Samsung S8600 Wave 3 Review: Third Time's The Charm: User Interface

By 01:44 Wed, 11 Aug 2021 Comments

Bada Operating System (OS) 2 premieres here

The Samsung S8600 Wave 3 runs the latest v2.0 of the Bada OS, decisively better looking and with deep-running changes to how things are done. On the face of it, the Bada looks like Android more than ever. But well, yes, that one goes down to TouchWiz.The custom skin Samsung put on their droids started off as feature phone platform to evolve into a stand-alone smartphone OS. We're now looking at a major overhaul of Bada and we like what we see. Now, let's talk about how it handles.

Here goes a video of the Samsung Wave 3 user interface in action.

Bada 2.0 brings a recent element to the homeclassy screen - the Live Panel, essentially a scrollable dedicated pane of full-sized widgets. There are recent contextual menus, the gallery, media players and the web browser have been updated. Much has changed since Bada 1.2 so let’s acquire down to the details.

Meet the Bada Operating System (OS) v2.0

Some basic weather info has been added to the lockscreen. It's not a dynamic weather widget, all you acquire is a simple temperature reading and a current weather icon. In case of a missed event, swiping on the notification will hold relevant action. If the music player is running, you'll acquire the music widacquire at the top of the lockscreen.

The lockscreen

The homeclassy screen can stretch over up to ten panes to fill with widgets and shortcuts. There's a scrollable widacquire dedicated homeclassy screen pane, called Live Panel. It comes with full-size widgets such as AccuWeather, Yahoo Finance, AP mobile, calendar and search. You can choose their ordering and enable or disable them as you please. But you cannot rego them altogether or add recent ones. The bottom of the Live Panel is reserved for contact shortcuts. You can place as many favourite contact pictures there as you please.

The widacquire area • editing the widgets

The single hardware control on the Wave 3 (the Home key) switches between the regular homeclassy screen and the Live Panel.

The regular homеclassy screen can be expanded into up to ten panes, which can be filled with shortcuts, widgets (again!) and folders. Our review unit offered a choice of a few standard widgets to place along these panes, such as an analog and digital clock, memo, calendar and weather. There are more at the app market for you to download.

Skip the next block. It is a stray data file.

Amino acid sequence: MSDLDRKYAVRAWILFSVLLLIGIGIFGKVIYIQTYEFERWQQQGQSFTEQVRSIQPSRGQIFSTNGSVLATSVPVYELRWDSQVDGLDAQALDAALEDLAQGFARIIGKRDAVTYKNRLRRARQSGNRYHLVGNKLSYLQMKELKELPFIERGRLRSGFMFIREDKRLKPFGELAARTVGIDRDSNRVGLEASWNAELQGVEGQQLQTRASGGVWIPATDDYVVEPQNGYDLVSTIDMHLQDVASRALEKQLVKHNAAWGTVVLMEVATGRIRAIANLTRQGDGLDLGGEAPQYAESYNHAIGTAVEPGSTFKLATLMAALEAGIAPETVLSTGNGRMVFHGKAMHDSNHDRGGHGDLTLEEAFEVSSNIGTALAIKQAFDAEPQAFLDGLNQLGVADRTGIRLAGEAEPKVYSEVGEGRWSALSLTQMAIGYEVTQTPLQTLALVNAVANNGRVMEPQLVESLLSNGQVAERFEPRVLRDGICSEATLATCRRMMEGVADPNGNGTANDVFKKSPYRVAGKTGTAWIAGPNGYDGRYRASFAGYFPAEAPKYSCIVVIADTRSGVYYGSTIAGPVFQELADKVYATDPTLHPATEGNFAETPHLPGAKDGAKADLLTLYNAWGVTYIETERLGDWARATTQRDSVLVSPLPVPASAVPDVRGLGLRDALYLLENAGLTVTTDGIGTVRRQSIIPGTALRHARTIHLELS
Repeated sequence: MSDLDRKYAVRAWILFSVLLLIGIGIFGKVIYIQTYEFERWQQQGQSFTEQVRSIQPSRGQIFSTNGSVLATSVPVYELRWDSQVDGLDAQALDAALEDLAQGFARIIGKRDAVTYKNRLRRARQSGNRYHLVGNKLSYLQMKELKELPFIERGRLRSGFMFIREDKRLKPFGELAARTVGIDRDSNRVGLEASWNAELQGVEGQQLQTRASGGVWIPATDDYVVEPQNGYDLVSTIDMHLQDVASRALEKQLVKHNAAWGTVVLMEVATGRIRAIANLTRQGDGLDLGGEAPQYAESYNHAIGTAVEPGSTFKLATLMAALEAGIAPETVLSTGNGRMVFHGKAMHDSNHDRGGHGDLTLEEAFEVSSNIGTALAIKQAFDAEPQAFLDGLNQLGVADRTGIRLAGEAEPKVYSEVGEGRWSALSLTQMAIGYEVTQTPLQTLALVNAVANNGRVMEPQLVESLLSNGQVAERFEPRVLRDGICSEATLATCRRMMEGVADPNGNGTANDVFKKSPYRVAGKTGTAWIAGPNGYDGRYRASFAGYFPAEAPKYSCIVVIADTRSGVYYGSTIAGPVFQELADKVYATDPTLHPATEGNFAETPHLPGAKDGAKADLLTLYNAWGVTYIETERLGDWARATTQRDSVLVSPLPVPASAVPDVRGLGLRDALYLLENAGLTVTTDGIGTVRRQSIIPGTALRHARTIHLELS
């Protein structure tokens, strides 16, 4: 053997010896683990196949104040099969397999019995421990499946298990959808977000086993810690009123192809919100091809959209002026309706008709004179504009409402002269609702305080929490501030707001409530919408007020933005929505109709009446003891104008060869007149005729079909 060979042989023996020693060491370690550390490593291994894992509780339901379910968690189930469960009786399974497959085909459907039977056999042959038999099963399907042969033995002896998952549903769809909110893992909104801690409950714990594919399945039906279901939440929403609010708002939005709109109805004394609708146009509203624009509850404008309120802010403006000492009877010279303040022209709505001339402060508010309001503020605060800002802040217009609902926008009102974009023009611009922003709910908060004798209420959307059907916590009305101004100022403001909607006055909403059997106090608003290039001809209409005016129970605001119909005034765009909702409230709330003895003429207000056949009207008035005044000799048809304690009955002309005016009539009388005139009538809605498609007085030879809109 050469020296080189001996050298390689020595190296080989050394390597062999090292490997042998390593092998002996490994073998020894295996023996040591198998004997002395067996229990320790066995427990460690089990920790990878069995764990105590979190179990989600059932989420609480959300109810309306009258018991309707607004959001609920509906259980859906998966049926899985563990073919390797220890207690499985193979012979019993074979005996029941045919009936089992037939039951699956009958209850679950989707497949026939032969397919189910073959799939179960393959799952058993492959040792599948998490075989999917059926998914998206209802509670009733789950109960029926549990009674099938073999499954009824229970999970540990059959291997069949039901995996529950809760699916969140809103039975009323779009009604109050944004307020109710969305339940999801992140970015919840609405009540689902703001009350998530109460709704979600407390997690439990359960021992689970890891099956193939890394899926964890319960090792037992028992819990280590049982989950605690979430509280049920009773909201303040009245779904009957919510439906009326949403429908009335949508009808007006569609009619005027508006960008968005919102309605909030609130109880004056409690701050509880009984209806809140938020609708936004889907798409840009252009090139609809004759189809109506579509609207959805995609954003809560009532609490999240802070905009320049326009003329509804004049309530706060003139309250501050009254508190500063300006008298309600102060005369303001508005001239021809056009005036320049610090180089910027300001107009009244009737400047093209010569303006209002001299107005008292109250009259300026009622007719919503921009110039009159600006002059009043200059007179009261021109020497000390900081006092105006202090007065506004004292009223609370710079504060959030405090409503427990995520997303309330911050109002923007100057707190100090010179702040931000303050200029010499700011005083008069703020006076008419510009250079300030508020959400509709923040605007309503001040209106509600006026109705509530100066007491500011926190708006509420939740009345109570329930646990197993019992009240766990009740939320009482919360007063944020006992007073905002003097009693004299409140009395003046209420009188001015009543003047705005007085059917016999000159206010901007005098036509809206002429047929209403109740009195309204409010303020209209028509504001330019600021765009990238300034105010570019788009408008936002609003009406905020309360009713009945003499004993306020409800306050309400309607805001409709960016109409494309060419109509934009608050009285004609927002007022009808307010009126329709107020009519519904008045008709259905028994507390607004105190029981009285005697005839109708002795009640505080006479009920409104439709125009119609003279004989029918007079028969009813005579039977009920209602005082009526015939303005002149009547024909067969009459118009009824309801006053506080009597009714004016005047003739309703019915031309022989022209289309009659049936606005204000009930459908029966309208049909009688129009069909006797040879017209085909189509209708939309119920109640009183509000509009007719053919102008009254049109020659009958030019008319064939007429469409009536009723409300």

The homeclassy screen panes would also readily accommodate application shortcuts.

The standard widgets

A tap-and-hrecent on any homeclassy screen will allows to edit the contents of that specific pane, while a pinch zoom displays an aggregate view of all active panes.

Editing a homescreens • add/rego shortcuts

The notification area is almost the same as before. The gigantic incompatibility to Android is you cannot pull it down bit by bit - it's a tap to expand, tap to collapse. There are switches for Bluetooth, Wi-Fi, sound and auto rotation. Music controls are displayed too if the player is running in the background.

The notifications area

Bada 2.0 is a proper multitasking platform, so naturally, you acquire that on the Wave 3. The task manager is accessed by a long press on the Menu button so you can easily switch between currently active applications or terminate them.

The task manager

The main menu structure is flat, all available items and applications initially spreading across two screens of icons. If needed, you can add up to 7 more. Icons align in a 4 x 4 grid and you can reposition them the way you like. Scrolling the menu screens is looped, so when you reach the last pane you don’t have to sweep all the way back.

The Wave 3 menu • editing the menu

The Wave 3 looks a lot like a droid. A gigantic part of this is TouchWiz, which creates a consistent and familiar environment for all Samsung users. Although the Bada Operating System (OS) is heavily indebted to Android, there are some vital differences. The Samsung S8600 Wave 3 has a single hardware control. A Menu key is the first thing experienced Android users are likely to miss. One thing directly resulting from this absence is the fact that all application-specific settings are packed together in the general settings.

So, if you're adding a contact for example, you won't be able to access the phonebook settings. You'll have to go back to the main menu.

In the absence of Menu and Back buttons, the previous Bada edition relied heavily on on-classy screen soft keys. We like it how the recent version pretty much gets rid of them. The swipe gestures in the phonebook and inbox are nothing recent but they did well to haged them. Now, that's another thing you acquire in Android too.



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